Peregrine Falcon

Falco peregrinus


David Clarke

The charismatic Peregrine falcon is the fastest moving animal anywhere in the world. This speed is well used to catch their prey of other birds while in the air. Classified as Least Concern the species is doing well, but is facing pressure across much of its range from hunting, pollution and also being captured and sold for pets.



The species can be found across almost all continents, throughout Europe, Asia, Africa and the Americas. However, its breeding range is far more restricted, typically nesting near the coastline and in sheltered areas.



The Peregrine falcon lives in a variety of habitats across the world including Forest, Savanna grasslands desert areas and also cliff and mountainous areas.  The species seems well adapted to living anywhere suitable prey species exist. In the UK it has also been found to nest in urban centers.



The diet of the Peregrine falcon varies greatly across its large range, but is typically made up of medium sized birds. In Europe this consists of birds up to the size of pigeons.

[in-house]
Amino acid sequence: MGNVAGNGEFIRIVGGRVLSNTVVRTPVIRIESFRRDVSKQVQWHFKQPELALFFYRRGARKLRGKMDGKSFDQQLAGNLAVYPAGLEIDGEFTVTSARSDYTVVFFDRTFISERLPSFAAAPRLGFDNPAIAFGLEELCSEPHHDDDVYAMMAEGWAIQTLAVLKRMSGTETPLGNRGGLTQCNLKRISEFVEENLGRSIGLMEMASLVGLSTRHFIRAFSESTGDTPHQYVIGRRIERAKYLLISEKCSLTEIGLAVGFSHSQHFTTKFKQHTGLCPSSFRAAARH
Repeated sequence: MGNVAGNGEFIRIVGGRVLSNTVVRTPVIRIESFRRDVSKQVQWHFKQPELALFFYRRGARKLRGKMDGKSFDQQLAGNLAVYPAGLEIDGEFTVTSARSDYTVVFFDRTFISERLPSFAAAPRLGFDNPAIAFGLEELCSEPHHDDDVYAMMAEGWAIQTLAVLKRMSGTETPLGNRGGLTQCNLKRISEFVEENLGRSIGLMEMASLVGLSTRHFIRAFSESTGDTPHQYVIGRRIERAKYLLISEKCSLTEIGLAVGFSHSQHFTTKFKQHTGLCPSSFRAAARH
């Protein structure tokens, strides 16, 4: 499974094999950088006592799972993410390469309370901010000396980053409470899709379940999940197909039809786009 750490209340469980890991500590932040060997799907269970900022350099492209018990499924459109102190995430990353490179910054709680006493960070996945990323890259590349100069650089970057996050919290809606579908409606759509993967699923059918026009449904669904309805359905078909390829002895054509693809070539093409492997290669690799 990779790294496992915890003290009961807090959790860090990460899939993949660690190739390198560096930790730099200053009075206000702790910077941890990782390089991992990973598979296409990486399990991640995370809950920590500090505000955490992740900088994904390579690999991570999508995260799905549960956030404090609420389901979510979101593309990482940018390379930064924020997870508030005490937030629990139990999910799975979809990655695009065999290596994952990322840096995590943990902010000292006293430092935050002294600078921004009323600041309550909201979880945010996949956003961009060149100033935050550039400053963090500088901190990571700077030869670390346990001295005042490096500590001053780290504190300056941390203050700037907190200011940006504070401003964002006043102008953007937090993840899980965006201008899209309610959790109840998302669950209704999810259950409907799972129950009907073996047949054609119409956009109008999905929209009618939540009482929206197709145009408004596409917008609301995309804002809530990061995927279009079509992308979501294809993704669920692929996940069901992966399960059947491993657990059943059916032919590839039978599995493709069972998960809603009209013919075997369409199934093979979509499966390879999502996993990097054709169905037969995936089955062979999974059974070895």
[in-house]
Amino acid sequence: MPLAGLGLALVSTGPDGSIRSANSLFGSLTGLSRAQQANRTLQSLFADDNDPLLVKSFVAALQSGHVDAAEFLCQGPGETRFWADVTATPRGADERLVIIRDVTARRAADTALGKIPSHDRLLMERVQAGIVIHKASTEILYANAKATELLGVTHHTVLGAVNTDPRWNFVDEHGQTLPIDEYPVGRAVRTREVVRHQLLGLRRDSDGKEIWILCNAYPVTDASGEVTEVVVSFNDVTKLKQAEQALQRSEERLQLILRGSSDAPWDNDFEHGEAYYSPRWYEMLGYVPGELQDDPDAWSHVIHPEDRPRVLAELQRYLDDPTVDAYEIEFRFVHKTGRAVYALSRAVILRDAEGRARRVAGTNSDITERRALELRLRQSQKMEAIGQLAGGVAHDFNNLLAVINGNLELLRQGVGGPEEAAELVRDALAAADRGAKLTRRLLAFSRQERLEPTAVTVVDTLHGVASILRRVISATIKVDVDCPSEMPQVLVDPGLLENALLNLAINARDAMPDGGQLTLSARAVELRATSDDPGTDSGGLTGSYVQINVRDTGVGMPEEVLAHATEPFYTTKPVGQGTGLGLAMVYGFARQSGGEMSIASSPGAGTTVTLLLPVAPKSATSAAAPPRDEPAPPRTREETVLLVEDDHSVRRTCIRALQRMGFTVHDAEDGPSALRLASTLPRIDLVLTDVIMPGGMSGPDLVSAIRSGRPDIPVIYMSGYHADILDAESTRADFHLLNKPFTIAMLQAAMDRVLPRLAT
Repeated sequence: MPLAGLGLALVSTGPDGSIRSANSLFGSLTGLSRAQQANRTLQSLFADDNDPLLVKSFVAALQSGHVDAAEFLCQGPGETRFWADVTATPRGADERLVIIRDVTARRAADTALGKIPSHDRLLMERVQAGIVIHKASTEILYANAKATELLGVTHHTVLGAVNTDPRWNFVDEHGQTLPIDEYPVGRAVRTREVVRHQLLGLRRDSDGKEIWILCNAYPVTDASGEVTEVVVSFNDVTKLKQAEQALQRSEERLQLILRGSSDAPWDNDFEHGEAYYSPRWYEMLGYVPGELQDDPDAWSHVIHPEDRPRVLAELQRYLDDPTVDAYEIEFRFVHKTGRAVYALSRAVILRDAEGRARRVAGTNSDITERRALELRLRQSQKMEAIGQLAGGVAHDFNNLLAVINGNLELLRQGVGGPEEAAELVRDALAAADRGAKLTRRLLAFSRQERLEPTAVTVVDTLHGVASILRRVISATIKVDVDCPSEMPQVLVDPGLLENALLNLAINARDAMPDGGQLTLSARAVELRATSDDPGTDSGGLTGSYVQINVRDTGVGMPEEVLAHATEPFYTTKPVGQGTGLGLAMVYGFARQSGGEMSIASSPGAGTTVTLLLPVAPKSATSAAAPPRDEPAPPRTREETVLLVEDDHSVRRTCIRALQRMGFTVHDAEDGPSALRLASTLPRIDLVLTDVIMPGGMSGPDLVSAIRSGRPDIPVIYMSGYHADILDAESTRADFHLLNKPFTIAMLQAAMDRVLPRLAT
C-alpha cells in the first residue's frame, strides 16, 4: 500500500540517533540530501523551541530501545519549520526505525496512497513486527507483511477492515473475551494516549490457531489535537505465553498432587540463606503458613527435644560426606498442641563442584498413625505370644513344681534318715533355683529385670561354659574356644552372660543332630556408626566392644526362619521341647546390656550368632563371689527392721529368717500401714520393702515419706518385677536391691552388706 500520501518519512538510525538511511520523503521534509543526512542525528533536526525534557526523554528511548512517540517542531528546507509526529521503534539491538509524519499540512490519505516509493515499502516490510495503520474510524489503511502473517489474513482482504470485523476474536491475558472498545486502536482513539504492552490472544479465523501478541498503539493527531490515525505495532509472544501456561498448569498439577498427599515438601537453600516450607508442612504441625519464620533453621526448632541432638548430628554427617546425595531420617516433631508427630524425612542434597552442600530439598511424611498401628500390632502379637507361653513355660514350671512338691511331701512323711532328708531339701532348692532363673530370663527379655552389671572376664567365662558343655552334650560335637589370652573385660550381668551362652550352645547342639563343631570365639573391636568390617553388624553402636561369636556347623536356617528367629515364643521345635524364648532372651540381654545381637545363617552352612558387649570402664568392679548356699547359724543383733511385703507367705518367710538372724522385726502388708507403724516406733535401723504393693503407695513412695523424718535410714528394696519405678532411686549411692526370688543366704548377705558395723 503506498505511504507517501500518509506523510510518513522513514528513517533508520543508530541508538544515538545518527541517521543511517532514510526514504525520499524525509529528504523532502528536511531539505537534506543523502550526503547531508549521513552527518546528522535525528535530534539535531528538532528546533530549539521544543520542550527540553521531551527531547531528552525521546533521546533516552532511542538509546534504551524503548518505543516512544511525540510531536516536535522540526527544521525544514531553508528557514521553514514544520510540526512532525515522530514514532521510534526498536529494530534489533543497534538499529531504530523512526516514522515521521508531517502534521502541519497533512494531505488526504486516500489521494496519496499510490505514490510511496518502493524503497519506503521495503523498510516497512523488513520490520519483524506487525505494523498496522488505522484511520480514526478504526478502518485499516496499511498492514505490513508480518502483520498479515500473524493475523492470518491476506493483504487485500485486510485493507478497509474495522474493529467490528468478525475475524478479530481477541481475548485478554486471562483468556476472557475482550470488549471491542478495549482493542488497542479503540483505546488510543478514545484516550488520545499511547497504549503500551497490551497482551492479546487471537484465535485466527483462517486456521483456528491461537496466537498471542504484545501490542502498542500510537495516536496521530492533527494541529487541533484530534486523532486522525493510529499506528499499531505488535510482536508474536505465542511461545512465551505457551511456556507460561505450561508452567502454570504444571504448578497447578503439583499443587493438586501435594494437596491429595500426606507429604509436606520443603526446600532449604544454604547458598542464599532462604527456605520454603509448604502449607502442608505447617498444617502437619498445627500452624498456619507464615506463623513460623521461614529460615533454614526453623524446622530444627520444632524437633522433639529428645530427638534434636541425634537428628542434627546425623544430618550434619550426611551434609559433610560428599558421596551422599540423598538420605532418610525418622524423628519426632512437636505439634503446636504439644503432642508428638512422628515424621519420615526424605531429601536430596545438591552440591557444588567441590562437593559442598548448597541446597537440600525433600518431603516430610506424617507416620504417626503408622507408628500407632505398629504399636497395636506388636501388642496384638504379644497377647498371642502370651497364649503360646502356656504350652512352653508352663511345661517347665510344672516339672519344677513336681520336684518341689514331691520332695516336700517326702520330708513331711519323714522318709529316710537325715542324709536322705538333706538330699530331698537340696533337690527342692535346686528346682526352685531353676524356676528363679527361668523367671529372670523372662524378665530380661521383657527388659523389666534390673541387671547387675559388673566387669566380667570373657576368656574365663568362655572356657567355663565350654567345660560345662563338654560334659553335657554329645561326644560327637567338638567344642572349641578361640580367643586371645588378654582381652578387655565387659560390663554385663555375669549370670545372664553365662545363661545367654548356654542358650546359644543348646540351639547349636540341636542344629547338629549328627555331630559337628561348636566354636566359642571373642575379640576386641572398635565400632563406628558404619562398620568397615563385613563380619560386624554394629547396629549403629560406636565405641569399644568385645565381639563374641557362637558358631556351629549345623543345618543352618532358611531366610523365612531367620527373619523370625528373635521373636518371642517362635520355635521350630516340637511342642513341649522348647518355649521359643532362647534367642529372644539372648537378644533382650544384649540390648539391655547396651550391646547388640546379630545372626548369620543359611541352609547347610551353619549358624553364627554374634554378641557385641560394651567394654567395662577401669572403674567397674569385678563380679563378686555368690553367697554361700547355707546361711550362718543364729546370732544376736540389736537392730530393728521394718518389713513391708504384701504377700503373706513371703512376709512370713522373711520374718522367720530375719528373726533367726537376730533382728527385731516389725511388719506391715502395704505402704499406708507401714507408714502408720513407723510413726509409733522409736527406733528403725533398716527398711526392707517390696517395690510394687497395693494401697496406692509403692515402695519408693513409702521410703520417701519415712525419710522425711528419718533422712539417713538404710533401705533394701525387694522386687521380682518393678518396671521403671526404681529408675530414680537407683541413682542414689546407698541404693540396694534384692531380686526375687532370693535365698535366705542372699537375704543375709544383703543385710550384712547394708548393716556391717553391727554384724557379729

Due to its wide range the species faces a number of threats, principly hunting, pollution and sale for the captive animals trade. Persecution in the UK and Europe is a contributing factor of the slight population decline seen in reccent years, however it is still much higher than in the 1960's when pesticides like DDT caused a population collapse. Like capture of egg poaching occur across its range, being sold for large amounts to collectors and falconers.


Conservation status:

Classified as Least Concern the species is largely doing well, recovering significantly in much of its range. Current estimates indicate up to 500,000 Peregrine falcons may exist today.